Meanwhile in NC…a guide to surviving mass hysteria and general insanity

I think my adopted homestate has lost its collective mind.

A few weeks ago, there were reports of an active shooter at one of the state’s largest and busiest malls. As it happens, there was no shooter. Rumors of one caused an epic panic. All the injuries sustained, were as a result of the stampede. The eye-witness accounts varied as to the number of gun-men, if it began as a fight between two people, the kind of guns were either sub-machine guns or hand guns and beyond. And there were no bullets found or shell casings or anything. There were also false tweets sent out by employees of one mall business saying that the gun-man had taken hostages. While people were definitely right to flee the perceived threat and their fears were very, very real, it turned out to be hyper-vigilance and fear-mongering at its worst that ignited this panic.

Then the clowns appeared. Around Winston-Salem, NC there began to be reports of people dressed as clowns luring children into the woods. Then the news spread like wild-fire. And suddenly “copy-cat” claims surfaced state-wide. Nowhere else in the country did claims prevail the way they did here. And then…this was reported. Turns out all the claims, ended up being false. And fed by the frenzy of fear.

Then, late last week, a pipeline burst in Alabama. It largely affects gas in NC, SC, and GA. Guess which state has a gas shortage? And not because the pipe burst, but because the hysteria and mere thought of a possible gas shortage has led to hoarding. This continues despite news reports that more gas is being sent. Yesterday, a co-worker witnessed someone filling ten gas cans at the station. A friend on facebook also confronted someone filling cans and told him he was being selfish and what would happen if everyone did that?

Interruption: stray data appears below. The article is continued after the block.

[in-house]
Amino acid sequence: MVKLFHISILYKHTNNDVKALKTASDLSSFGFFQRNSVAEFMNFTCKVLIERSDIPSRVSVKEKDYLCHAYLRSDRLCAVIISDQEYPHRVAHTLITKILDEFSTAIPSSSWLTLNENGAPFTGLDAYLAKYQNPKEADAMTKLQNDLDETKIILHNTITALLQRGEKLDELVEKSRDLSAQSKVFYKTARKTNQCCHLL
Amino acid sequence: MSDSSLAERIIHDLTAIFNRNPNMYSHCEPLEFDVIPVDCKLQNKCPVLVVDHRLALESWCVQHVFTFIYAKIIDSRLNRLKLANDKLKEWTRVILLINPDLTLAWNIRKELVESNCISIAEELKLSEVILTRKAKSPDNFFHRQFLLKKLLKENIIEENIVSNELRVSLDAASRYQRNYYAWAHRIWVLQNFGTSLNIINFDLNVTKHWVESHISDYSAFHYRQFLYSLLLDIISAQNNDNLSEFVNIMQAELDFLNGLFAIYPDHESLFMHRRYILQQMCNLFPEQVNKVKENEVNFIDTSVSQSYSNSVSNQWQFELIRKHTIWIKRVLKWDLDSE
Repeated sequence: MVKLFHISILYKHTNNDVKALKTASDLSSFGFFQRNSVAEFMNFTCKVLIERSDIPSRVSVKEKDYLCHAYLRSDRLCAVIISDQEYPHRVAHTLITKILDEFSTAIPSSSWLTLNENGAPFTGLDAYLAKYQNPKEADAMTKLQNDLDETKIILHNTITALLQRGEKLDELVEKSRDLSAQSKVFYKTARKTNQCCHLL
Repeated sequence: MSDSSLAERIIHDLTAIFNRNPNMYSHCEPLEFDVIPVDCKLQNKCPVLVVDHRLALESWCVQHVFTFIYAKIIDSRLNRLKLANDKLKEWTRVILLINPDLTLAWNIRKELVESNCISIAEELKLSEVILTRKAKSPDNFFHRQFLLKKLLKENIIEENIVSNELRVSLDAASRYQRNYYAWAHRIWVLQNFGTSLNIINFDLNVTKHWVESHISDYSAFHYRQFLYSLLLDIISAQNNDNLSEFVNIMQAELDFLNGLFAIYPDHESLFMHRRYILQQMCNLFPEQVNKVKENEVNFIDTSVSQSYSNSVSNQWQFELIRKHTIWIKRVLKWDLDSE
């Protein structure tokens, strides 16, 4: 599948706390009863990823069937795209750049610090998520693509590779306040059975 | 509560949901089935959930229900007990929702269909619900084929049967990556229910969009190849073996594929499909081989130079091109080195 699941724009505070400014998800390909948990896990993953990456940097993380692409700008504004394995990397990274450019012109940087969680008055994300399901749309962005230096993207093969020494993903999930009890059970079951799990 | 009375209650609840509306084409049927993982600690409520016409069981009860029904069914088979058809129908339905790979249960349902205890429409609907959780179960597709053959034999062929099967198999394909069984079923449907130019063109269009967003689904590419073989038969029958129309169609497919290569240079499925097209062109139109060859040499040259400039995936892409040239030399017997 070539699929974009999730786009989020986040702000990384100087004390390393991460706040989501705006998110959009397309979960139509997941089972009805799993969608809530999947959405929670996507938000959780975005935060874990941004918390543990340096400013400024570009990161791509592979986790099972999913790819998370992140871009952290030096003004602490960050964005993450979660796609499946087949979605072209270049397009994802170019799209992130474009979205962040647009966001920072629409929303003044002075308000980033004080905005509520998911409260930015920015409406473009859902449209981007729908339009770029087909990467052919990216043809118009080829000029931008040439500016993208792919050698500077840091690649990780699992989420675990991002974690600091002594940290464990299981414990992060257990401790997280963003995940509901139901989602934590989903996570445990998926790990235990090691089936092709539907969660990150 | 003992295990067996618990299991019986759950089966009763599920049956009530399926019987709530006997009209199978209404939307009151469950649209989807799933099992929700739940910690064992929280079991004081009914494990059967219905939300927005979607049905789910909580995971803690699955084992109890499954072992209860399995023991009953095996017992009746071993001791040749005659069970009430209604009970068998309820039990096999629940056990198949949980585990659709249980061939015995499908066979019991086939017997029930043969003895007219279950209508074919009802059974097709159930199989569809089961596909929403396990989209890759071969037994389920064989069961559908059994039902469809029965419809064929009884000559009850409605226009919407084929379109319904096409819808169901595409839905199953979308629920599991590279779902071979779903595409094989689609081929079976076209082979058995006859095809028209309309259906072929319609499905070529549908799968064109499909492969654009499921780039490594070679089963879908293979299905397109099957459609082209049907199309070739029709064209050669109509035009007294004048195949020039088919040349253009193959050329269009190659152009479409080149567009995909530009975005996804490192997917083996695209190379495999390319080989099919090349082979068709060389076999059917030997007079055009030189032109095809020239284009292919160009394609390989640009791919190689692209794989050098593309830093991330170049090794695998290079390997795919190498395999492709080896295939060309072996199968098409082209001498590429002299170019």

Instead of doing practical things like car-pooling, limiting driving to essential trips only, those who can work from home doing so, having kids who attend public school ride the bus, planning grocery store trips etc around commutes, people have 50+ gallons of gas in their garages along with 2 or more full gas tanks. God help them if someone tosses a cigarette butt.

The attitudes I largely encounter here are reminiscent of Salem during the witch trials. The paranoia is at an all time high and people are powder kegs just waiting for the latest “crisis” to ignite them.

Why is all this happening? Why here? Because in this state, what was once the buckle of the Bible Belt, we’ve decided we’re more American than Christian. That we’re patriots first and patriots are only out for themselves. The strong survive by not protecting the weak and by exploiting them; by not loving our neighbor as ourselves, but by spurning them. We’re real good here about quoting our Bibles, we kind of suck at living the Gospel though. We park our butts in pews with the best of them but we leave God there the moment we climb in our SUVs and head to the pump. Is it any wonder that people began publishing this meme in response to our current self-induced gas “shortage?”


We’ve turned to our self-reliance instead of God. We’re great at telling people we trust Him, but actual trust…God is here, but most of us have tried to handle everything while ignoring Him. And so we’ve abandoned not only faith but reason as well. Contrary to what many think, the two are not diametrically opposed.

So, let’s just take the recent self-created gas “crisis.” What does the Bible say about hoarding?

Do not store up for yourselves treasures on earth, where moth and decay can destroy, and thieves break in and steal.

But store up treasures in heaven, where neither moth nor decay can destroys, nor thieves break in and steal.

For where your treasure is, there also will your heart be.

Matthew 6:19-21

Jesus said to him, “If you wish to be perfect, go, sell what you have and give to [the] poor, and you will have treasure in heaven. Then come, follow me.” When the young man heard this statement, he went away sad, for he had many possessions.

Matthew 19:21-22